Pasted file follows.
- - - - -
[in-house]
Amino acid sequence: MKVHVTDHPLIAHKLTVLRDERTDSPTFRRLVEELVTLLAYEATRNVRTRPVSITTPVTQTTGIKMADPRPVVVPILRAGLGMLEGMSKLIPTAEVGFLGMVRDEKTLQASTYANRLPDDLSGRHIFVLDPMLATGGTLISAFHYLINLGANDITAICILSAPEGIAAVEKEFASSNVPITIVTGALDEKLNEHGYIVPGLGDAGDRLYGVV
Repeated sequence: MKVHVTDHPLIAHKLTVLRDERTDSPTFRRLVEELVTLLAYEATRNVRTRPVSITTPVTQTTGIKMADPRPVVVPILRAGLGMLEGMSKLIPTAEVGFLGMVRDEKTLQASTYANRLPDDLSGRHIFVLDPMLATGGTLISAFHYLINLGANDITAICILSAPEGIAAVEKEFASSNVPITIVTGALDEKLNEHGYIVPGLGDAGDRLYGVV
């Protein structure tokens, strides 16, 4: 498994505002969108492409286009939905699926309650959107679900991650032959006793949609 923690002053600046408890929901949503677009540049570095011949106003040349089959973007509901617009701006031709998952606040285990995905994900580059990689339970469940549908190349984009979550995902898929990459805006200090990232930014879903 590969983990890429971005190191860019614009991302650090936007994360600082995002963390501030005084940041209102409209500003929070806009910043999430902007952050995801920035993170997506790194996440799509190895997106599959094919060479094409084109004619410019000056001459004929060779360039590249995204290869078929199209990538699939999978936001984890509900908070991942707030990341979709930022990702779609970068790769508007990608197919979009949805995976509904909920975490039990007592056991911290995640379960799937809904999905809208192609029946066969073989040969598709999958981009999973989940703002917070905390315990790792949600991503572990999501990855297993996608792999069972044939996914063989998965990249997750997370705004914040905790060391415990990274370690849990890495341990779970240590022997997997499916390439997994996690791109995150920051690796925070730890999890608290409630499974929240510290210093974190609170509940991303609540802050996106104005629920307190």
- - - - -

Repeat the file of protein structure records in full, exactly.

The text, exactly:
[in-house]
Amino acid sequence: MKVHVTDHPLIAHKLTVLRDERTDSPTFRRLVEELVTLLAYEATRNVRTRPVSITTPVTQTTGIKMADPRPVVVPILRAGLGMLEGMSKLIPTAEVGFLGMVRDEKTLQASTYANRLPDDLSGRHIFVLDPMLATGGTLISAFHYLINLGANDITAICILSAPEGIAAVEKEFASSNVPITIVTGALDEKLNEHGYIVPGLGDAGDRLYGVV
Repeated sequence: MKVHVTDHPLIAHKLTVLRDERTDSPTFRRLVEELVTLLAYEATRNVRTRPVSITTPVTQTTGIKMADPRPVVVPILRAGLGMLEGMSKLIPTAEVGFLGMVRDEKTLQASTYANRLPDDLSGRHIFVLDPMLATGGTLISAFHYLINLGANDITAICILSAPEGIAAVEKEFASSNVPITIVTGALDEKLNEHGYIVPGLGDAGDRLYGVV
């Protein structure tokens, strides 16, 4: 498994505002969108492409286009939905699926309650959107679900991650032959006793949609 923690002053600046408890929901949503677009540049570095011949106003040349089959973007509901617009701006031709998952606040285990995905994900580059990689339970469940549908190349984009979550995902898929990459805006200090990232930014879903 590969983990890429971005190191860019614009991302650090936007994360600082995002963390501030005084940041209102409209500003929070806009910043999430902007952050995801920035993170997506790194996440799509190895997106599959094919060479094409084109004619410019000056001459004929060779360039590249995204290869078929199209990538699939999978936001984890509900908070991942707030990341979709930022990702779609970068790769508007990608197919979009949805995976509904909920975490039990007592056991911290995640379960799937809904999905809208192609029946066969073989040969598709999958981009999973989940703002917070905390315990790792949600991503572990999501990855297993996608792999069972044939996914063989998965990249997750997370705004914040905790060391415990990274370690849990890495341990779970240590022997997997499916390439997994996690791109995150920051690796925070730890999890608290409630499974929240510290210093974190609170509940991303609540802050996106104005629920307190």